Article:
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Volunteer Time is Like Gold when it Comes to Conservation

On Saturday, I co-hosted the East Coast Backyard Collective, on behalf of Conservation Next, with Climbing Resource Advocacy Group Vermont (CRAG-VT), a non-profit that recently got money from Conservation Alliance, Access Fund and others to permanently conserve a popular climbing cliff in Vermont and to protect recreation rights on that land.

Saturday, fifty six volunteers, some climbers, some who had never climbed, some volunteers from other non-profits, carried pick axes, rock bars, shovels, work gloves, food and water into the property, set up a basecamp and got to work. According to Travis Peckham, CRAG-VT's president, "It was CRAG-VT’s largest and most successful trail event to date and the amount of work that was accomplished was astounding! The trail repairs and improvements made were long overdue and the new 300-foot stone staircase up the scree field to the center of the cliff is a work of art that would have inspired the Inca!"

The Backyard Collectives are a part of ConservationNext's online and on-the-ground conservation efforts. As part of the Conservation Alliance, ConservationNext gets outdoor industry employees and enthusiasts out of the office and onto the land that their companies are helping to conserve.

Conservation takes more than just money. Often non-profits working to protect the places we all love to play need on-the-ground get-your-hands-dirty support as much as they need cash. This was my take home lesson on Saturday. The event was a great example of money and manpower coming together for all-around success. CRAG-VT got grants to buy the Upper West Bolton cliff, and then volunteers built a trail, including one section through a rock slide, to make that cliff safely accessible to all (there are amazing views up top, a worthwhile trip even if you think a quick draw is something from an old Western). I personally was inspired by all the people willing to give their time, and clearly saw how important it is to make time in my own busy life not just to help organize, but to move rocks, pound dirt and rake the trails that I love to use. It was a win win situation. I heard over and over how much fun volunteers were having. We asked people to come for three hours and most stayed at least six!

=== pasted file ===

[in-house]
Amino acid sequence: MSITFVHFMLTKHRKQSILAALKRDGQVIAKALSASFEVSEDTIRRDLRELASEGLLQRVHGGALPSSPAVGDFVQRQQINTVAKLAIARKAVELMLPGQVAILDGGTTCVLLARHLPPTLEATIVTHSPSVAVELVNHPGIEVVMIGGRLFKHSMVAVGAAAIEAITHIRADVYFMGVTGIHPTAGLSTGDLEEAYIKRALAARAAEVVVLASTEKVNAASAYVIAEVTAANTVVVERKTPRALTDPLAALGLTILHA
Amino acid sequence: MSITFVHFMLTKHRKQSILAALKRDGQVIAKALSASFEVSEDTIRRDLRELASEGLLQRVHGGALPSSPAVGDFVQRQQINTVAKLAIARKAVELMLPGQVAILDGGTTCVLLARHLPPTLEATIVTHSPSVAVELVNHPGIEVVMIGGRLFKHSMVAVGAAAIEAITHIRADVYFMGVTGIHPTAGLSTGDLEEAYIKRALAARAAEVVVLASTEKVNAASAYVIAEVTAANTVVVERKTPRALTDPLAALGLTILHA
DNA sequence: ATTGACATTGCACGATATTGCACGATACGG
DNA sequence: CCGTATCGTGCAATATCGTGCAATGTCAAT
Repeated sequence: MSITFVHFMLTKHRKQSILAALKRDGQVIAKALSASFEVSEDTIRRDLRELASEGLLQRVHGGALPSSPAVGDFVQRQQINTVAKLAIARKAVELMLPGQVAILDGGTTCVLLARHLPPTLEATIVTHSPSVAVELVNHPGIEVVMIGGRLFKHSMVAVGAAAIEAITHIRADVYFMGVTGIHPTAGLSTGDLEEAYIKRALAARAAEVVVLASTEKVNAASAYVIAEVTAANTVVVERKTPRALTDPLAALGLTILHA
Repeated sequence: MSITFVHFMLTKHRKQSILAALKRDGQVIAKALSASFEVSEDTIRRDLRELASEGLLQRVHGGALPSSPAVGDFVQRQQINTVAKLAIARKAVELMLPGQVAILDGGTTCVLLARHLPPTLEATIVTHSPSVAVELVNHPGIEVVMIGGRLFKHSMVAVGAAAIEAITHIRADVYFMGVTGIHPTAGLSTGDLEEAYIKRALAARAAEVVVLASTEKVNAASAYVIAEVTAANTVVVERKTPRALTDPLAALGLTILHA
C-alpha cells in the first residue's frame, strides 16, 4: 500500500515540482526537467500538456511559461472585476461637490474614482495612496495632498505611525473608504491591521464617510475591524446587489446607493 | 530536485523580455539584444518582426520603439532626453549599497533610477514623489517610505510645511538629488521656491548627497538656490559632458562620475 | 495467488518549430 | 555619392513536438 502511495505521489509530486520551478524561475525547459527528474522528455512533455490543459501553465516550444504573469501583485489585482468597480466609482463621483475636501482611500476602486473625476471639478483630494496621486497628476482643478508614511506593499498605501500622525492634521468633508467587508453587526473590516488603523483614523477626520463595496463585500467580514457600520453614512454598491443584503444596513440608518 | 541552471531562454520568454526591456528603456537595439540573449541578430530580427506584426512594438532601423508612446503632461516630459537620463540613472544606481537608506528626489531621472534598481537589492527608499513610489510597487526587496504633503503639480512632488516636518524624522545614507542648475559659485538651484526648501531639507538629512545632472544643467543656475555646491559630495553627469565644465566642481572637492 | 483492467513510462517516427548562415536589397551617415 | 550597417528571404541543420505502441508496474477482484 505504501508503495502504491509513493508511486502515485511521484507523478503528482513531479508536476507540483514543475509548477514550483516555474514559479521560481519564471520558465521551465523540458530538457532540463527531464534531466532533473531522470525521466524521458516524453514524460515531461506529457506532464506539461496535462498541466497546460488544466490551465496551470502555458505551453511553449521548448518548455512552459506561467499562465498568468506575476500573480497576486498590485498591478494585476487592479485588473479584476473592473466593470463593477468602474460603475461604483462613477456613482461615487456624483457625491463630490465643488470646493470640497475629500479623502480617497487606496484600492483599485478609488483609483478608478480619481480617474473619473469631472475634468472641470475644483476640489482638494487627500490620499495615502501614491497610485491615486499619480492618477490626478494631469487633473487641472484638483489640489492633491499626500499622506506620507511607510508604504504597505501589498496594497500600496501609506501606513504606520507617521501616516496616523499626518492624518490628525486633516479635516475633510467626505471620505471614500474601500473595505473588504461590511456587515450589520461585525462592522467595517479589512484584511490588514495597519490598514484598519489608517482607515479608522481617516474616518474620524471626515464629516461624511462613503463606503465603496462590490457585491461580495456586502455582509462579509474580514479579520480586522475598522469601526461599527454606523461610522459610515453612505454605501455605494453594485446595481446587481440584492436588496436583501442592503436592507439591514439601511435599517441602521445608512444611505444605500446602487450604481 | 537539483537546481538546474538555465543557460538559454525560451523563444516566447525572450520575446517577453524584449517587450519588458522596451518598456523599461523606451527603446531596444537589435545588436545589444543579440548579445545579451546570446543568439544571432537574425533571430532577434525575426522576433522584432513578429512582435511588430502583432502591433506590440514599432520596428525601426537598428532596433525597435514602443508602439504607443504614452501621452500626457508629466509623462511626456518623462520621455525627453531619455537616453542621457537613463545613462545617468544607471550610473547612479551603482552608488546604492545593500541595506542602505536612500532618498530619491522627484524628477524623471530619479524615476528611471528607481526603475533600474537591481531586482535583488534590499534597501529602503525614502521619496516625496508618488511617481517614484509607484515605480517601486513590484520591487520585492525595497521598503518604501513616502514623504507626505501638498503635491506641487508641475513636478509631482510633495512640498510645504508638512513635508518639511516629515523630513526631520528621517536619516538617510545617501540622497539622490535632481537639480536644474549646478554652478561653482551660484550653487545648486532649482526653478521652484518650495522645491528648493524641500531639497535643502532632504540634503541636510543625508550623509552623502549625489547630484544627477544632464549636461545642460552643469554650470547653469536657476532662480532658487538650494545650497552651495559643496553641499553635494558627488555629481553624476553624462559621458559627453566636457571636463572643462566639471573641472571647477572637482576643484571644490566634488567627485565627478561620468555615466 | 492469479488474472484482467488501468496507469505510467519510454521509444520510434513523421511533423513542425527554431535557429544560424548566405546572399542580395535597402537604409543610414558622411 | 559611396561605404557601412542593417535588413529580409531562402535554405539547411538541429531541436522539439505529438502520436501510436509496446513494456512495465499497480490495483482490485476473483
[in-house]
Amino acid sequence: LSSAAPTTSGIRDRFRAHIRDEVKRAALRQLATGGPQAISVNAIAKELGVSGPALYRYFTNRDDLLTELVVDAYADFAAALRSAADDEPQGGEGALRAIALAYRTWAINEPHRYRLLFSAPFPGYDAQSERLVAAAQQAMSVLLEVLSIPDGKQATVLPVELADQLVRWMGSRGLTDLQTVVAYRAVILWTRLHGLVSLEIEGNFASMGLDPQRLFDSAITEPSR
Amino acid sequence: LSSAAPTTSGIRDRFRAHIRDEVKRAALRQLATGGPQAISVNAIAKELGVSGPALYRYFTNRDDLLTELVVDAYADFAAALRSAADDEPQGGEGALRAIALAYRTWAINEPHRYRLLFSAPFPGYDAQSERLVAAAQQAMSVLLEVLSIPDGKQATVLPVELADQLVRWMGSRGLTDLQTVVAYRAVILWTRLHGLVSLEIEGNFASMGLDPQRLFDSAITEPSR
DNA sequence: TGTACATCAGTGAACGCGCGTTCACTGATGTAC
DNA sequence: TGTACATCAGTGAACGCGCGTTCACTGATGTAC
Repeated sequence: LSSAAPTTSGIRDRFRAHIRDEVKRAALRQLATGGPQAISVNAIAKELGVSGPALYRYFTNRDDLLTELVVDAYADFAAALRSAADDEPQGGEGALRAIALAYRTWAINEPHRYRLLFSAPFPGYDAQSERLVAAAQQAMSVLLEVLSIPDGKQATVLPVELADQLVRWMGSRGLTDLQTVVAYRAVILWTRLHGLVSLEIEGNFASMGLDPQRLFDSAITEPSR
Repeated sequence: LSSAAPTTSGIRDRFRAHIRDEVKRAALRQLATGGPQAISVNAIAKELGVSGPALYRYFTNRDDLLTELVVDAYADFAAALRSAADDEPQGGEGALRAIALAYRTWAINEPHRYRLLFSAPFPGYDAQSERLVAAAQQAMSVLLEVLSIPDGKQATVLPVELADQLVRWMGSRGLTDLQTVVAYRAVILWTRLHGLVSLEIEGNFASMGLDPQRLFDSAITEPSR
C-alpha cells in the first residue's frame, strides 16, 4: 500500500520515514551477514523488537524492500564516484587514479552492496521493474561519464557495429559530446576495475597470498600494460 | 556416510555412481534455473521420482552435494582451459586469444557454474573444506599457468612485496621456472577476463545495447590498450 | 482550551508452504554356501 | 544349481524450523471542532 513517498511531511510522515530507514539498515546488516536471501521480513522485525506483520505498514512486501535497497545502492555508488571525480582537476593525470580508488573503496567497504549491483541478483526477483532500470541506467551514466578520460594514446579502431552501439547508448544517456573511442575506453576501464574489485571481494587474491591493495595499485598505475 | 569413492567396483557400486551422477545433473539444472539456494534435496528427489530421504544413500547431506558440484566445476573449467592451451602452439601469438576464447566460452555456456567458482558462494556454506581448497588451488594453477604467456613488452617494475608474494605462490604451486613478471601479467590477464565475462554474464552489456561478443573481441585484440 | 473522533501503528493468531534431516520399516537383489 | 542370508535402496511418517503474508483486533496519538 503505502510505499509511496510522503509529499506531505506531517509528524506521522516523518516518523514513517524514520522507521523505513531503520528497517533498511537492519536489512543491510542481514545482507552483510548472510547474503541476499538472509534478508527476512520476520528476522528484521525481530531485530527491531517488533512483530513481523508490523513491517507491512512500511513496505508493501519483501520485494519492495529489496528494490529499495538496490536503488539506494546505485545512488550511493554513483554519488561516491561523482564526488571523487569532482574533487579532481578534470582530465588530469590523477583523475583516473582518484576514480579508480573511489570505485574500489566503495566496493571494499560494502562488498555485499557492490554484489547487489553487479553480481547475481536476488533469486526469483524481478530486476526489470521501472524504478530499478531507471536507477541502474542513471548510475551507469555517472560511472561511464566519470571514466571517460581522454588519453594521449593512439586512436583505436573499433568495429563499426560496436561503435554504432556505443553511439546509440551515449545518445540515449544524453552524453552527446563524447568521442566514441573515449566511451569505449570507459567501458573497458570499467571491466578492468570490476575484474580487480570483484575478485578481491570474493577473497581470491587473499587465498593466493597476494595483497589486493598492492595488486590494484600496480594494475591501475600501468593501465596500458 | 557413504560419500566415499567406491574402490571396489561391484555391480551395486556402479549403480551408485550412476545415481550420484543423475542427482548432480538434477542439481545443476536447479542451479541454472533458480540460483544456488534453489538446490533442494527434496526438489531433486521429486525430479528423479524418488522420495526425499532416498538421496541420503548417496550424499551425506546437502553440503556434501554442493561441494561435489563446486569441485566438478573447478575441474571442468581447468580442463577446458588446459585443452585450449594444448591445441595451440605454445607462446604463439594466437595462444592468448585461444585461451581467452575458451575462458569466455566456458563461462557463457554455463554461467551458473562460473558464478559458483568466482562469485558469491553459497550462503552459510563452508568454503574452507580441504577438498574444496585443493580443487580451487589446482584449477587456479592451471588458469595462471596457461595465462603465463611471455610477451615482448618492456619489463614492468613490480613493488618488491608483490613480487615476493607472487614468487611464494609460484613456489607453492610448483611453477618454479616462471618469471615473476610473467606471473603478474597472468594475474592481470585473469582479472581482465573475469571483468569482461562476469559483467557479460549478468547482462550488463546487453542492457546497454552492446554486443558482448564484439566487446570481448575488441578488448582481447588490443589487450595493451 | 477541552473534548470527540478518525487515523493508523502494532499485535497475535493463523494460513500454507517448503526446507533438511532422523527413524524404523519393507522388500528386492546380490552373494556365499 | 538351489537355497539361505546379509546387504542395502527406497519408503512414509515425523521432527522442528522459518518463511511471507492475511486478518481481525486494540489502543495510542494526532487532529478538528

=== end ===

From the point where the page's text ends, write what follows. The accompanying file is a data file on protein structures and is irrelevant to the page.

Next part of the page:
Said Peckham post event, "Once again, I'm reminded that we have a fantastic community here in Vermont and how a few people donating a little time can accomplish a great deal."

Community can exist anywhere. And forming community around conserving outdoor areas that are important to you is easy. There are so many organizations working to protect wild places. Check the Conservation Alliance website for a list of the ones that organization has funded, or keep an eye on local bulletin boards to find out what's going on near you.

So I guess this post is a plea for everyone reading to get involved, either with a ConservationNext Backyard Collective (there will be nine more in 2010 at locations across the country–check conservationnext.com for details in the coming months) or with another volunteer effort in your own community. There is strength in community, and when we band together, we can really get a lot done.

-Berne Broudy

East Coast Backyard Collective Gets Praise From Non Profit Partner CRAG-VT

On behalf of CRAG-VT, I’d like to thank our volunteers for their involvement in the CRAG-VT/Backyard Collective Adopt –a-Crag event at Upper West Bolton cliff! Fifty-six volunteers, including people from five non-profits, spent a beautiful fall day with friends improving the trails at Upper West. This was CRAG-VT’s largest and most successful trail event to date and the amount of work that was accomplished was astounding! The trail repairs and improvements made were long overdue and the new 300-foot stone staircase up the scree field to the center of the cliff is a work of art that would have inspired the Inca!